It seems that nearly every offseason, the thing at the top of every Milwaukee Brewers fan’s wish list is a shiny new starter. This year is no exception, in spite of a stellar 2018 for the Crew.
The trouble with wanting a top tier starter is that starting pitchers don’t exactly come cheap, a lesson that front offices in Milwaukee have experienced more than once. The astuteness of the Milwaukee Brewers pursuing a top of the line starter heading into 2019 is up for debate.
Certainly the pitching was much better in 2018 than years prior, with the whole staff accumulating a 3.73 ERA. Much of that is attributable to the stellar bullpen, but legitimate starting prospects have emerged. Corbin Burnes, Brandon Woodruff, and Freddy Peralta all made known that they are Major League ready, though only Peralta made his mark as a starter.
Therefore, it’s worth a look back at some of the expensive acquisitions Milwaukee has shelled out for, in cash or in prospects, to fill a hole in their rotation. You can judge for yourself who was worth it and who was not.
Matt Garza, Free Agent, 4-Years/$50 Million
Garza was coming off of a 2013 season in which he went 10-6 with a 3.82 ERA in time split between the Cubs and Rangers. This was pretty much exactly in line with his career line as well, as the at the time 30-year-old had a career 67-67 record and a 3.84 ERA. While an innings eater from 2008-2011 in Tampa Bay and Chicago, Garza had been limited to 18 starts in 2012 and 24 in 2013 by injury.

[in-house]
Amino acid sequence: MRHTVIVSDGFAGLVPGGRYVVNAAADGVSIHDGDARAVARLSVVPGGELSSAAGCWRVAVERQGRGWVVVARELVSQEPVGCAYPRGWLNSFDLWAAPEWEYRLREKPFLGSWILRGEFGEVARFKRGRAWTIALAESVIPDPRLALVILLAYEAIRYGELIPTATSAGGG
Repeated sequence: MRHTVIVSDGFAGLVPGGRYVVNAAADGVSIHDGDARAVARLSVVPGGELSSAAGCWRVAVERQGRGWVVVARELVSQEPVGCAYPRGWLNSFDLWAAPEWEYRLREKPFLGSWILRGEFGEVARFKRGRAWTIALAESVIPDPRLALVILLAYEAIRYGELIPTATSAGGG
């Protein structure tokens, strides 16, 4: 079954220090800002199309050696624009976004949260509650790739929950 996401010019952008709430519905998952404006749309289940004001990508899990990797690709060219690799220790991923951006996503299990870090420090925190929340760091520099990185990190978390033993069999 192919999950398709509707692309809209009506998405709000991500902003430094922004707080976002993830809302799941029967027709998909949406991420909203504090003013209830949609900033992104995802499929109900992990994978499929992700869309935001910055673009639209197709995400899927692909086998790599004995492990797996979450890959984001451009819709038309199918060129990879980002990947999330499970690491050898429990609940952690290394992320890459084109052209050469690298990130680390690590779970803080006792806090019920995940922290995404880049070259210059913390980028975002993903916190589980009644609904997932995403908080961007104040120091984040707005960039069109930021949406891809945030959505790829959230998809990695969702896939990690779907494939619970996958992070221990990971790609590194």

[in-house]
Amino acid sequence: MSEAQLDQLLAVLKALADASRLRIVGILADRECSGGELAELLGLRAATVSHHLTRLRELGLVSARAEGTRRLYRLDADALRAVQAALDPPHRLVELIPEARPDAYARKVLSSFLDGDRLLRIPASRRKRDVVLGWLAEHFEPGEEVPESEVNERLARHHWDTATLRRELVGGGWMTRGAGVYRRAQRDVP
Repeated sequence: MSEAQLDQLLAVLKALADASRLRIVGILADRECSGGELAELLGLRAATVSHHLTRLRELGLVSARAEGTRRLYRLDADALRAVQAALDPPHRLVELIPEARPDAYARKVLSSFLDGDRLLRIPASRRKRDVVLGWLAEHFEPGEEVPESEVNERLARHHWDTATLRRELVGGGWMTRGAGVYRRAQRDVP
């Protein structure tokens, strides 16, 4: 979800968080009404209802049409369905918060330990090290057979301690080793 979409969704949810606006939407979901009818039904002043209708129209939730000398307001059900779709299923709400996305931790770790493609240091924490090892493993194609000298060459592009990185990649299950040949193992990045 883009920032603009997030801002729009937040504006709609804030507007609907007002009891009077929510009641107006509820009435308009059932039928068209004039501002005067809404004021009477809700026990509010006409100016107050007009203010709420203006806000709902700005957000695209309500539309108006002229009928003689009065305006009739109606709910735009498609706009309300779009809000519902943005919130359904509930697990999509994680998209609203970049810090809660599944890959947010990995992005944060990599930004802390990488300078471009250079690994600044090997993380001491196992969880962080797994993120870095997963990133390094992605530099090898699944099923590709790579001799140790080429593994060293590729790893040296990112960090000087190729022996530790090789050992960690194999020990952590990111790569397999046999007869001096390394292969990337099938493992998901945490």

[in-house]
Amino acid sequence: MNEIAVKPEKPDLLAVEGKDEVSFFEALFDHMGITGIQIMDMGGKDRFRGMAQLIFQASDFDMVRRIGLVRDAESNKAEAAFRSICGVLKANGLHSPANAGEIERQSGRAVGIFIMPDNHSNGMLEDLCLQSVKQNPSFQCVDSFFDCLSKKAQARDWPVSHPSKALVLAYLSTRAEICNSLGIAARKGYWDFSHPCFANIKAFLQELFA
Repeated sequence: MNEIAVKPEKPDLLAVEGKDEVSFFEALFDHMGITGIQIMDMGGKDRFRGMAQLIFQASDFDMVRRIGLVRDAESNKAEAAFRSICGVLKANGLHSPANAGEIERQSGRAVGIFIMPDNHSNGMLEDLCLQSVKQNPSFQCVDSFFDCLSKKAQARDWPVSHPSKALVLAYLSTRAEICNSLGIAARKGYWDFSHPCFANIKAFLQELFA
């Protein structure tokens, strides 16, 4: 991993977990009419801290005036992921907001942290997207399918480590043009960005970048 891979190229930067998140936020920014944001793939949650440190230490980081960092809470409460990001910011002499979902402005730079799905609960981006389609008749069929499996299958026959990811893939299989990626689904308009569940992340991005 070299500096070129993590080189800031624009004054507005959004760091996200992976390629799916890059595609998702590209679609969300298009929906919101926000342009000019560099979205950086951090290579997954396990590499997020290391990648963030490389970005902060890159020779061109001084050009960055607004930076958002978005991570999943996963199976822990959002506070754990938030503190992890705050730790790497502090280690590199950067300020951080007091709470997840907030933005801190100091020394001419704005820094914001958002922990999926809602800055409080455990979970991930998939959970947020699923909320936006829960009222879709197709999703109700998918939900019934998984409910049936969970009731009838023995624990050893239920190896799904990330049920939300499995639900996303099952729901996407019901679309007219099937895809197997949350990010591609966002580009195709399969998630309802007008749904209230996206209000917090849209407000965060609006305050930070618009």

Apparently that spoke well to then-Milwaukee Brewers GM Doug Melvin, as he signed Garza to a four-year, $50 million contract, with a vesting option for a fifth year that thankfully did not come to fruition.
Garza started out okay in 2014, maintaining his .500 career mark a 3.64 ERA. His FIP came down as well, to 3.54 from 3.88 the year prior. However his innings total continued its trend away from his workhorse days in Tampa Bay, as he logged a respectable but far from remarkable 163.1 innings.
This was the year the Brewers absolutely collapsed down the stretch to finish with the rare disappointing season winning season in Milwaukee at 82-80. Garza pitched just 23 innings across five starts from August through October, missing time due to a left oblique strain.
For the next two years it was a sharp downhill for Garza and the Brewers. Garza’s WHIP topped 1.50 in 2015, the first time since his two partial seasons with the Twins to begin his career, and again in 2016. His ERAs of 5.63 and 4.51 matched dismal statistic for dismal statistic, as he went a combined 12-22.
The Brewers fell back to losing ways as well, in part burdened by Garza’s high and underserved salary, finishing fourth in the Central both years. Garza finished off his contract in 2017 with a 4.94 ERA in 114.2 innings, finishing with 3.5 walks per nine innings for the second time with the Crew.
It was with a huge sigh of relief that the Crew bid goodbye to this contract. David Stearns quickly put that money and other salary relief to good use, bringing in Lorenzo Cain, Christian Yelich, and Jhoulys Chacin to bring the Crew within one game of the World Series.